Within that two-tiered scaffold, the showrunners experimented further, testing the limits of what the audience would allow. “We really wanted to push the boundaries of the types of episodes we can do,” Chambliss says. “So there’s a lot of variation. We have episodes that are dark. Then we have episodes that are humorous. We have episodes that are just weird. It was really about stretching our wings and seeing exactly how far we could push the show and really put the audience in a place [that], just when they think they’ve figured out what we’re doing tonally, we throw a little bit of a curveball.”
The season’s — and the series’ — most memorable and engrossing episode is its fifth installment, “Laura,” a quiet and touching chronicle of John and Laura’s meeting and romance that Goldberg sums up as “two damaged, broken souls finding each other in the apocalypse.” Almost all of the episode features just the two characters and takes place in or around a small house, as does the upcoming 10th episode of the season, “Close Your Eyes.” “Those are some of our favorite episodes,” says Goldberg, who likens them to films that tell self-contained tales. “We really enjoy the challenge of doing smaller, two-character kind of stories where we can really dig into the emotions.” Undergirding every episode is a new and distinctive look, which the showrunners credit to The Walking Dead’s director of photography, Michael E. Satrazemis, who also joined Fear this season as a producing director. “We conceived of this season as a Western,” Goldberg says. “And so we set some rules for ourselves … we didn’t move the camera a lot. We played a lot of things in the wide.”
Which brings us back to the opening title. “The previous season’s [opening title] was darker,” Goldberg says. “There was a horror element to it. In the same way that in our stories we’ve embraced more hopeful, a little brighter, some more humor, and … a little bit more of the weird, we really wanted to convey that even from just that little bit of music that launches us into the episode every week. It’s just setting a new tone for the show.”
Every week, the title sequence changes in some subtle way, offering Easter eggs for attentive viewers but also emphasizing the episode’s theme. In the season premiere’s opening title, the lone figure standing by the fire represents John, who starts the first scene with a forlorn monologue about looking for Laura. By the midseason finale, the loner is surrounded by several other figures; he has found friends, reinforcing the theme of community trumping isolation. Fear ends the first half of its reimagined season with a similar scene, which Gimple cites as an example of the series’ unusual interplay between humor and horror, or between intense fights for survival and the mundane moments that expose the absurdity of everyday existence. “There’s an incredible tragedy that’s occurred and a very awkward peace that has happened between these people who have been trying to kill each other,” Gimple says. “They’re all sitting around the fire eating noodles. And those noodles have an incredible emotional weight to them, [but] you can’t get away from the fact that they’re all sitting around the fire eating noodles. There’s something sad, funny, strange, beautiful about it.”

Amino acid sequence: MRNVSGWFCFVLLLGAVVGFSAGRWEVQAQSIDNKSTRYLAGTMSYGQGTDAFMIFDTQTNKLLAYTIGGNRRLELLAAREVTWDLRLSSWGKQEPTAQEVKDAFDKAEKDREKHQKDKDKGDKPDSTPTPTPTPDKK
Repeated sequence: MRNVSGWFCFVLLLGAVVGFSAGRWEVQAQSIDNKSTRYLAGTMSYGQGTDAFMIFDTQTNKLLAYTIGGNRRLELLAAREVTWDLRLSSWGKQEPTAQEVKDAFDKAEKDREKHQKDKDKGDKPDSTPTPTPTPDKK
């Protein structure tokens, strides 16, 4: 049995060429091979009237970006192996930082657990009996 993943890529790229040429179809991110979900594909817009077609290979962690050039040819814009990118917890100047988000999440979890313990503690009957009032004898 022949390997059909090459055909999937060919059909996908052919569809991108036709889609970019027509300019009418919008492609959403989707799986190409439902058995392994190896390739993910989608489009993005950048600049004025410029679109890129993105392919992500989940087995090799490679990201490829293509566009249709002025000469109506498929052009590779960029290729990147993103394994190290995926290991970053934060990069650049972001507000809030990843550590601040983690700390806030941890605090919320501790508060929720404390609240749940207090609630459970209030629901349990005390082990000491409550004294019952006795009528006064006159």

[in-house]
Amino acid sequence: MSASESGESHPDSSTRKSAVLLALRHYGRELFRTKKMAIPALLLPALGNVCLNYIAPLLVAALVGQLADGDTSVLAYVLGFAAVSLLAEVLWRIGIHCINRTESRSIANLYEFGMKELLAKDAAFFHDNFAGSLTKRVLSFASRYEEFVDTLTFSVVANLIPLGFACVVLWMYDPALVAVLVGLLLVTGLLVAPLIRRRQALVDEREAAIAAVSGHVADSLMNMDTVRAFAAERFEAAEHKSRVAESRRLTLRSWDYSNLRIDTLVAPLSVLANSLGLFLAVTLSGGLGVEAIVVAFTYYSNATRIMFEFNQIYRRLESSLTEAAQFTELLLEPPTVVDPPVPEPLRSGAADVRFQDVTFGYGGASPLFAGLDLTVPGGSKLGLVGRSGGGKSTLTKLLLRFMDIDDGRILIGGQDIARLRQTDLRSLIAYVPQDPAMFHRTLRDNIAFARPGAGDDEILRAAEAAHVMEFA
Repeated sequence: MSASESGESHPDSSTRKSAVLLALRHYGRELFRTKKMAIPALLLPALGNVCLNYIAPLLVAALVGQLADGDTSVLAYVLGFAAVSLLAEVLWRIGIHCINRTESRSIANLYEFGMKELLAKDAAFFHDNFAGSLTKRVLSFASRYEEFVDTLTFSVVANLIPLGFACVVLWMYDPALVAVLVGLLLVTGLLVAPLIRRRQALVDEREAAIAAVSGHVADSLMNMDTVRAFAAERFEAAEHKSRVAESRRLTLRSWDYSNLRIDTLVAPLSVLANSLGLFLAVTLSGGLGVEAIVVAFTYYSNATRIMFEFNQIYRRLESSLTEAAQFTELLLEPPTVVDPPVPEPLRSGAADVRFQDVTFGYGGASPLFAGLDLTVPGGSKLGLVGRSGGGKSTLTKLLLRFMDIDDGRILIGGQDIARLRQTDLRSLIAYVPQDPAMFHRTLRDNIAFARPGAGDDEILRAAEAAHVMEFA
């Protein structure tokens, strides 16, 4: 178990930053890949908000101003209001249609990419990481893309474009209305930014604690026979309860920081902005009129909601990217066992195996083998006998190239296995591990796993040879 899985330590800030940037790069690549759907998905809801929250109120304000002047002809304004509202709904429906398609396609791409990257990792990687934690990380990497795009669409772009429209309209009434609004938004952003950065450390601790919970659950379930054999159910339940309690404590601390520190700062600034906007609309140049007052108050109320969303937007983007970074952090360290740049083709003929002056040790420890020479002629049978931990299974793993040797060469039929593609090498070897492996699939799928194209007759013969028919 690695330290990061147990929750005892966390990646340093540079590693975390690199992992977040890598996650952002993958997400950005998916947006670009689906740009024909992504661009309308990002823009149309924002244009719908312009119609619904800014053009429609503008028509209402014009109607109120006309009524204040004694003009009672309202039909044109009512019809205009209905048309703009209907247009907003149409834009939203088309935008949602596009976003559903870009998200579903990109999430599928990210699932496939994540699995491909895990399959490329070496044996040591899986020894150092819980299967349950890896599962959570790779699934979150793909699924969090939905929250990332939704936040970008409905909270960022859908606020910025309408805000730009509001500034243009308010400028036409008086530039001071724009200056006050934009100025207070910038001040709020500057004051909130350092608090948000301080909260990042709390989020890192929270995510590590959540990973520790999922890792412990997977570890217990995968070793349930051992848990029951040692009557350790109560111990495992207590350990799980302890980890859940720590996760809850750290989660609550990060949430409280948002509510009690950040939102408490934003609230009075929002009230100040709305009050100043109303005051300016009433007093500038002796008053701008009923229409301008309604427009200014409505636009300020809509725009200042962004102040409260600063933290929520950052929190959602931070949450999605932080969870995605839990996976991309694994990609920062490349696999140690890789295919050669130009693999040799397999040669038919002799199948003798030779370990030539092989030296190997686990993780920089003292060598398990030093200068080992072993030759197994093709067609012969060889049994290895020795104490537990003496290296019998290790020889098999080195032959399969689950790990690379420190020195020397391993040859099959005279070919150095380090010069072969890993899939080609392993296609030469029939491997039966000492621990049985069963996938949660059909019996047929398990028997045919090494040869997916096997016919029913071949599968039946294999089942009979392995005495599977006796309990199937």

One of AMC’s goals in redesigning the series, Gimple says, was “to make Season 4 a place where people could check [Fear] out again if they wanted to.” The reboot does supply an easy starting point for people who never watched Fear before, but it’s fascinating for fans who first saw the series when it was something else. Along with the slight ratings rebound, an increase in average IMDb user ratings also suggests that the changes have largely met with approval.
The steps that AMC took to freshen up Fear — a change in leadership, a character crossover, a pair of prominent deaths, and a time jump, among other maneuvers — might have amounted to nothing more than a futile, last-ditch effort to salvage a sinking series. But the multipronged approach paid off. “It was very scary, and I’m thrilled with the reaction we’ve had,” Gimple says.
When Fear premiered in 2015, it was supposed to stand out from the flagship because it focused on one family and because it was set during the world’s descent into anarchy. As its timeline advanced and its scope broadened, Fear surrendered any distinction between it and the flagship show, aside from the distinctions of being less popular and less well liked. The reboot was intended to restore a different distinction. “I really wanted it to continue to occupy its own space,” Gimple says, adding that the show’s new voice is “dark and sad and [there are] moments of real grace and joy and humor and weirdness and some unbelievable moments of action. … It just really is a different flavor.”
Fear has always had more freedom to improvise than The Walking Dead because it’s not based directly on Kirkman’s comics and doesn’t need to do justice to specific source material. In the past, that absence of signposts hasn’t always helped. “The blank space is sure a lot of freedom, but you also don’t have any training wheels to lean on,” Gimple says. Finally, though, that double-edged sword is cutting in the spinoff’s favor. Thanks to the reboot, The Walking Dead’s best self can now be found on Fear.